Tesla to raise more than $1b to bring Model 3 to market

Tesla is expecting to raise more than $1 billion in a new stock offering to reduce the financial risks associated with the rapid production of the Model 3.

Tesla expects to raise more than $1 billion through the sale of common stock and senior notes, according to a Securities Exchange Commission (SEC) filing on Wednesday.

The filing indicates that the electric vehicle giant will issue offerings of $250 million of common stock and $750 million in debt.

In addition, underwriters led by Goldman Sachs will have a 30-day option to purchase up to an additional 15 percent of each offering.

If they exercise their option to purchase additional shares in full, the total raise would be around $1.15 billion, according to the Palo Alto, California-based company.

Tesla CEO Elon Musk also plans to purchase $25 million of common stock, or about 10 percent of the deal.

The convertible notes will change into cash or shares in 2022, with interest rates and other terms yet to be determined.

Proceeds will be used "to strengthen our balance sheet and further reduce any risks associated with the rapid scaling of our business due to the launch of Model 3, as well as for general corporate purposes," Tesla said in its SEC filing.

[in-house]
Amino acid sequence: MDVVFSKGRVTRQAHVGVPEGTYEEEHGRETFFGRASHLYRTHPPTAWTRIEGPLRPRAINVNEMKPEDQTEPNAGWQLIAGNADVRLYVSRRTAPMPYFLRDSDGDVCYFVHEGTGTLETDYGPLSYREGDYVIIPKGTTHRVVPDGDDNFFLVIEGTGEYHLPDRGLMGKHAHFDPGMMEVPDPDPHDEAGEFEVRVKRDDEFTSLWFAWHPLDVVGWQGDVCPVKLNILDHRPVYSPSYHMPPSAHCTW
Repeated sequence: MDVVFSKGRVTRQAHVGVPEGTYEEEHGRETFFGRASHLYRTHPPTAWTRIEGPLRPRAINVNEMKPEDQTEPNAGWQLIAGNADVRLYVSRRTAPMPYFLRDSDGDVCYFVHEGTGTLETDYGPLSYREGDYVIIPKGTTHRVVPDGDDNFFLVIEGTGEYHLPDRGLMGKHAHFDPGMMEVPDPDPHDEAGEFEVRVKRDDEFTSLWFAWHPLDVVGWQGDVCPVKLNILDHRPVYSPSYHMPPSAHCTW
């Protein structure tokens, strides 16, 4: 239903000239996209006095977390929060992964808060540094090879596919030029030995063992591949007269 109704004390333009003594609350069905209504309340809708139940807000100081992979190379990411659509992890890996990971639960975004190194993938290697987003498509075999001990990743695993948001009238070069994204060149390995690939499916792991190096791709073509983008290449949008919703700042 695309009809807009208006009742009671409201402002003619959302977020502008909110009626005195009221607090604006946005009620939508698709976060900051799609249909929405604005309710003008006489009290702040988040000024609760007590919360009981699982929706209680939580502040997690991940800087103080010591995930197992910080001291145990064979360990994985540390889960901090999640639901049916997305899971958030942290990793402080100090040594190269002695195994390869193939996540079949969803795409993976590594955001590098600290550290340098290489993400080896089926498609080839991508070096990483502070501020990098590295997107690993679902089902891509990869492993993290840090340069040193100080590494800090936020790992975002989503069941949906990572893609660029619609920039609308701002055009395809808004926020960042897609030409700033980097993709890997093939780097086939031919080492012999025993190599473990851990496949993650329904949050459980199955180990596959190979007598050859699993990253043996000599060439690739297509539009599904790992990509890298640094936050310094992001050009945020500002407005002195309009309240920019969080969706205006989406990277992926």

Musk alluded to the potential of a capital raise several weeks ago during the company's fourth-quarter earnings call. He said the launch of the $35,000 Model 3 would push Tesla's finances "close to the edge".

The company said in its shareholder letter in February that it expects "to invest between $2 billion and $2.5 billion in capital expenditures ahead of the start of Model 3 production".

After testing out prototypes earlier this month, Tesla said Model 3 vehicle development is under way in the Fremont, California manufacturing facility, as well as one of the company's Gigafactories based in Reno, Nevada. Production is set to begin in July.

In February, Tesla revealed plans to construct a total of five Gigafactories to cater to increased solar panel and electric vehicle battery demands.

Months earlier, Tesla completed its acquisition of SolarCity as part of its push to become a renewable-energy products company, taking on its $2.89 billion debt load.

The company reported $3.39 billion in cash and cash equivalents at the end of 2016, while total production of its vehicles rose 64 percent the same year compared to 2015.